At one time, it took lung power to inflate a buoyancy device.
You had to roll over on your back to let air out of your buoyancy device.
It was a life vest before it was a buoyancy compensator.
If you took the original 71.2 cu. ft. aluminum cylinder off under water, it would reach the surface before you.
You had to thread your shoulder straps properly to allow for quick release.
You had to constantly check your “J” valve to make sure it wasn’t accidentally pulled down.
Divers would look at your tank valve and try to figure out if it actually looks like a “K” or “J”.
When the Totes Company actually made dry suits.
When you had to learn about ‘suit squeeze’ before dry suits had variable volume capability.
When dive knives were longer than your snorkel
To protect yourself from denizens of the deep, you carried a shark billy or a Faralon Shark Dart.
When you didn’t have to be a duck to wear ‘duck feet’.
When you cave divers were just as likely to find a car inner tube in their ‘wings’ as their automobile (Note: the first pair of wings I used actually had an automobile inner tube as a bladder). The very first cave-diving BCs were actually Clorox bottles.
When your dive light could probably double as an aircraft landing light.
You had to decide to keep or remove the neck strap from your regulator 2nd stage.
You had to get into your dry suit through the crotch.
You could buy weights shaped like hand grenades.
You inflated your buoyancy device with a separate air bottle attached to the bottom.
You could choose any breathing gas as long as it was air.
Sportsways, Healthways, Voit, Parkway, Harvey’s, Swimaster, Nemrod, Imperial, Dacor were part of every diver’s vocabulary
If someone asked you, “Are You A Turtle?”, you’d have to answer, “You bet your sweet a** I am!” or you’d owe them a drink. (Comment: This was the marketing campaign by Imperial to promote their Imperial Turtle wet suits)
Nitrox and mixed gas didn’t exist for the recreational diver
Sonic alerts, e.g. DiveAlert
Use of oxygen for decompression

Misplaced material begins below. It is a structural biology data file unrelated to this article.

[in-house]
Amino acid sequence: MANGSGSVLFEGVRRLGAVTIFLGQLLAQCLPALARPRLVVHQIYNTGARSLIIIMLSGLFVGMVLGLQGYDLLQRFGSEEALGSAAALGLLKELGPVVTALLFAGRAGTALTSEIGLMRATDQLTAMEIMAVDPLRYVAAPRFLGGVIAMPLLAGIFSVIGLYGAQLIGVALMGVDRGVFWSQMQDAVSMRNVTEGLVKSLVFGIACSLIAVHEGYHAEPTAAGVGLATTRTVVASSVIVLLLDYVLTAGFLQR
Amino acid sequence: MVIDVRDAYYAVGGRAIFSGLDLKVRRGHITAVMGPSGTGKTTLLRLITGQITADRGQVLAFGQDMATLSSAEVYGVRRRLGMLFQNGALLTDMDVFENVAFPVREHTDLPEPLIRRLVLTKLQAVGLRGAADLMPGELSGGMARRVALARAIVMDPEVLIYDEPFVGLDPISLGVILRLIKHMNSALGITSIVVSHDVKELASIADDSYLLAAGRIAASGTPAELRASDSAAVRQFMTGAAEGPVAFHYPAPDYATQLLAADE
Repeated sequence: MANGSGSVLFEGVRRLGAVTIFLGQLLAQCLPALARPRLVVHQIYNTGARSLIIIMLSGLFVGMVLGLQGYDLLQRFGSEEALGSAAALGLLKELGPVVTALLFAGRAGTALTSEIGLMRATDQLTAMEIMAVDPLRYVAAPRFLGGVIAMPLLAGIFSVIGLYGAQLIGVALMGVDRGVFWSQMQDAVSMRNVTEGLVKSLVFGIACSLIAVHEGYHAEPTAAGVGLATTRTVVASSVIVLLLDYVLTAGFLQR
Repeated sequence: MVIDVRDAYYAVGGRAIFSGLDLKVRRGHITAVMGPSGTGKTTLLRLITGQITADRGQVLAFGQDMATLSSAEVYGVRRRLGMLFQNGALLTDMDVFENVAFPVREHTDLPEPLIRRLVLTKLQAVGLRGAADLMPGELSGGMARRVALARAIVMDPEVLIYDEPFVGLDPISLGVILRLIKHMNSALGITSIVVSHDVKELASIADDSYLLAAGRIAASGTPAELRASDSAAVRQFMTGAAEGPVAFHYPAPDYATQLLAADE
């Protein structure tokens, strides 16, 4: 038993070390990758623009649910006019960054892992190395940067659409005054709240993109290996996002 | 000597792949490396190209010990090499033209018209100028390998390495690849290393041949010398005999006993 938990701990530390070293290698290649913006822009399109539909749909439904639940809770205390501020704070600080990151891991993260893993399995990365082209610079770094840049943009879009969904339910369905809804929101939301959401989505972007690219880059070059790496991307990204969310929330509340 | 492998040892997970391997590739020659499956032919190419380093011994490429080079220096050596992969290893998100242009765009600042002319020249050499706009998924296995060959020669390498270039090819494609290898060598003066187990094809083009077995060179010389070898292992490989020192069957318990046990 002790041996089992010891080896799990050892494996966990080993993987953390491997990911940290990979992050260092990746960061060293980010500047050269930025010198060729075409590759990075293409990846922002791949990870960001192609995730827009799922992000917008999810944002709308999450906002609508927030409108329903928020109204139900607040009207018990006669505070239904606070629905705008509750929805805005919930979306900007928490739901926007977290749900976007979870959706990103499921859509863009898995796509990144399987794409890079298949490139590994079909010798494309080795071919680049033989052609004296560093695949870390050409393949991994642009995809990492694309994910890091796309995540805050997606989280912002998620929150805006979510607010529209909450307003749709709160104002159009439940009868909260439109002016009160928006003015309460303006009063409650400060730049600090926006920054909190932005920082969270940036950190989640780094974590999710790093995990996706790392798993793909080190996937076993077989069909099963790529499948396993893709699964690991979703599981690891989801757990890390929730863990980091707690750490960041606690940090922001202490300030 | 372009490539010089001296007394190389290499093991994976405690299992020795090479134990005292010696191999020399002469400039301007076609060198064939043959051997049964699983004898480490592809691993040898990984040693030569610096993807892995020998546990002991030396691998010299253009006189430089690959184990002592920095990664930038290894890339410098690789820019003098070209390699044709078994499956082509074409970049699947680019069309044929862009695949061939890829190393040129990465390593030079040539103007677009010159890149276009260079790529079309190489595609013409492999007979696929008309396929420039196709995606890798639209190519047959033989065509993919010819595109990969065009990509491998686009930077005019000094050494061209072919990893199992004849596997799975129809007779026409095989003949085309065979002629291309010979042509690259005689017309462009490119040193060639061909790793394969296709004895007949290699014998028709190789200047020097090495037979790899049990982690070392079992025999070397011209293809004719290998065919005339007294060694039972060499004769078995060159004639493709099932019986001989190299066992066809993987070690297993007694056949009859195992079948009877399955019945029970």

Split fins – what are those?
Integrated weight system consisted of a belt with lead on it.
There was no mandatory insurance for dive instructors
IANTD, TDI, ANDI, IDEA, MDEA, ACUC, RSTC were not created yet.
There were very few liveaboard dive vessels and those only traveled to a limited selection of areas.
Most wet suits were nylon-lined, but had textured neoprene on the outside.
No cylinders larger than 80 cubic feet were available.
Dual valve manifolds were not available, instead diving with independent doubles was the only choice.
No Spare Air devices
There was no color film faster than 200 ASA
Portable recompression chambers were the size of a Semi Truck.
No such thing as a referral programs to complete open water training in another location by another instructor
Solo diving was actually what you learned how to do in your Open Water Instructor course
In the span of ten years (approximately 1975 to 1985), items such as alternate-air-source second stages, power inflators, tank-integrated BCs and instrument consoles had gone from being a rarity to being the norm. This is the greatest amount of change in diving equipment in a short period of time that has ever happened. A 1985 diver would look more like one of today’s divers, some 30 years later, than he would look like a diver from ten years earlier.
As with any list, we are sure to hear of more items that we missed and encourage our readers to add to it. The one big thing to come out of these articles and presentations is that the industry has come a long way due to innovation and passion from the people within it. Now is the time to start looking to the next generation and tap into their passion, we just need to find a way to communicate with them.